1. An over-emphasis on home ownership, and the tax benefits that accompany it, over any other option of residence;
  2. The characterization of home ownership as a superior tool for wealth creation rather than simply an economical method of domesticity and family stability;
  3. An over-reliance on home construction as a central component of the local, regional and national economy;
  4. An over-abundance of state laws that prohibit mixed-use development; and
  5. An over-reliance on the market to police itself against fraudulent mortgage processes and risk underwriting.

It costs upwards of $10,000 to tear down a modest single-family home. The price increases geometrically when one crumbling townhouse must be separated from another. Beyond the money, the far greater price we pay comes in terms of the lost opportunity to reduce the nation’s ill-housed population closer to the desirable level of zero.

President’s Housing Proposal Would Help Cities, But Congress Unlikely to Cooperate

In the State of the Union President Obama announced the Administration’s latest proposal to help struggling homeowners lower mortgage payments; and help neighborhoods hard hit by vacant and abandoned housing.  Unlike existing programs that target assistance to homeowners at high risk of foreclosure, the new proposal is aimed directly at middle class homeowners who may or may not be at risk of foreclosure, but who are in many instances tied to mortgages worth much more than their homes.  If successful, the proposal could jumpstart the housing market by opening an avenue to hundreds of thousands of homeowners to refinance their mortgages.  But first, the proposal will need approval from an extremely combative Congress, in an election year, where common ground on any issue has been hard to find.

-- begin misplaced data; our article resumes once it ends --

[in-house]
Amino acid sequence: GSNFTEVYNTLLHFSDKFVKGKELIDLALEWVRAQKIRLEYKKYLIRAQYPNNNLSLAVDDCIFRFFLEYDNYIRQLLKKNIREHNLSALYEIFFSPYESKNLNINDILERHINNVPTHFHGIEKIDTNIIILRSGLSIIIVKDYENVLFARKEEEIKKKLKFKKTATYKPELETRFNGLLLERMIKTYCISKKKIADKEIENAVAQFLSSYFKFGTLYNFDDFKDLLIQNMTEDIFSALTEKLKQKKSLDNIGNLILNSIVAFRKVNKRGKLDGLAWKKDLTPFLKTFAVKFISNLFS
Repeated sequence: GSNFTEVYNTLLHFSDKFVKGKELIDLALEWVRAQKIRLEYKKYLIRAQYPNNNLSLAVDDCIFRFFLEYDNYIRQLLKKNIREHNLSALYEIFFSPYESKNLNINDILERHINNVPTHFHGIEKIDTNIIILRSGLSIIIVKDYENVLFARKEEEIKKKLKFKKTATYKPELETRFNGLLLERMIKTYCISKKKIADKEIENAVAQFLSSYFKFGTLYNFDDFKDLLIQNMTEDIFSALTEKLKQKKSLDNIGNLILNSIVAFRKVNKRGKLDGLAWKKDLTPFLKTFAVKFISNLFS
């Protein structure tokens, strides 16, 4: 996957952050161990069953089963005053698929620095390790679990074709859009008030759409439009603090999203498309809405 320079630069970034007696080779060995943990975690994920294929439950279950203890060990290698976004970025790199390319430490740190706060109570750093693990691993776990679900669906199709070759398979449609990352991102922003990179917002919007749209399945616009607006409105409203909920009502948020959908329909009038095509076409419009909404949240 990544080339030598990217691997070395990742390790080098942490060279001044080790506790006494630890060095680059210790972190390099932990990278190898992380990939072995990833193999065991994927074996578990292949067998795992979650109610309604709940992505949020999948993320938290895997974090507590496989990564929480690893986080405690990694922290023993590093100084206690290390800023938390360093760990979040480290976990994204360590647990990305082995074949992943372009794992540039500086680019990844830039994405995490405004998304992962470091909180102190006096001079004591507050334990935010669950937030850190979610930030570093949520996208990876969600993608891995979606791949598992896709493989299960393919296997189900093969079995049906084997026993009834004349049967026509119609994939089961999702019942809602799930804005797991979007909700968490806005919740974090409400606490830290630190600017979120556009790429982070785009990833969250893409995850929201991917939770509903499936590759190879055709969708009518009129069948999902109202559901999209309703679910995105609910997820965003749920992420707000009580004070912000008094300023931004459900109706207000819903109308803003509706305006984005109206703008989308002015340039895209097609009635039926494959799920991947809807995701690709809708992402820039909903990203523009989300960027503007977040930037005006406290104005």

The new proposal would help homeowners who have been mostly current on mortgage payments over the course of a year.  More than one missed mortgage payment over six month prior to the immediate past six months would disqualify an applicant.  Under the proposal, any qualifying homeowner that has been unable to refinance their mortgage in the private market could refinance through a federal entity to take advantage of historically low interest rates.  Homeowners with mortgages insured by Fannie Mae and Freddie Mac would have access to streamlined refinancing through those entities.  Homeowners with privately held or insured mortgages would have access to refinancing through the Federal Housing Administration.  Homeowners with FHA mortgages and rural homeowners with mortgages insured by USDA would be given similar access through those agencies.  Federal mortgage refinancing would only be available for single-family, owner-occupied homes to prevent housing speculators from benefitting.  According to the White House, the program would cost the federal government a total of $5 to $10 billion, which would be paid for by a proposed “Financial Crisis Responsibility Fee” on financial institutions.